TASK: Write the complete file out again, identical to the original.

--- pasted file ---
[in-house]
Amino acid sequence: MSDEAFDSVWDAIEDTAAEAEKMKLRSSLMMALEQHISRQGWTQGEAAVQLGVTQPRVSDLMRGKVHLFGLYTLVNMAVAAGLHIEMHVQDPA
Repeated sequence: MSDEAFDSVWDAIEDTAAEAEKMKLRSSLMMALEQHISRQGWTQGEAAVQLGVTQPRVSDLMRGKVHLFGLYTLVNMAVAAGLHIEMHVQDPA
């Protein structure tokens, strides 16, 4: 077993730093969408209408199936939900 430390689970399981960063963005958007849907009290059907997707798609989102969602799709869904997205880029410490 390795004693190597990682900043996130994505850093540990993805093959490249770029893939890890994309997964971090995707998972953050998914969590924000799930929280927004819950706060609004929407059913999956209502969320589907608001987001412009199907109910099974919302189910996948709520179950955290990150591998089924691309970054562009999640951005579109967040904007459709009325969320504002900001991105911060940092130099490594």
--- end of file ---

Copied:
[in-house]
Amino acid sequence: MSDEAFDSVWDAIEDTAAEAEKMKLRSSLMMALEQHISRQGWTQGEAAVQLGVTQPRVSDLMRGKVHLFGLYTLVNMAVAAGLHIEMHVQDPA
Repeated sequence: MSDEAFDSVWDAIEDTAAEAEKMKLRSSLMMALEQHISRQGWTQGEAAVQLGVTQPRVSDLMRGKVHLFGLYTLVNMAVAAGLHIEMHVQDPA
């Protein structure tokens, strides 16, 4: 077993730093969408209408199936939900 430390689970399981960063963005958007849907009290059907997707798609989102969602799709869904997205880029410490 390795004693190597990682900043996130994505850093540990993805093959490249770029893939890890994309997964971090995707998972953050998914969590924000799930929280927004819950706060609004929407059913999956209502969320589907608001987001412009199907109910099974919302189910996948709520179950955290990150591998089924691309970054562009999640951005579109967040904007459709009325969320504002900001991105911060940092130099490594």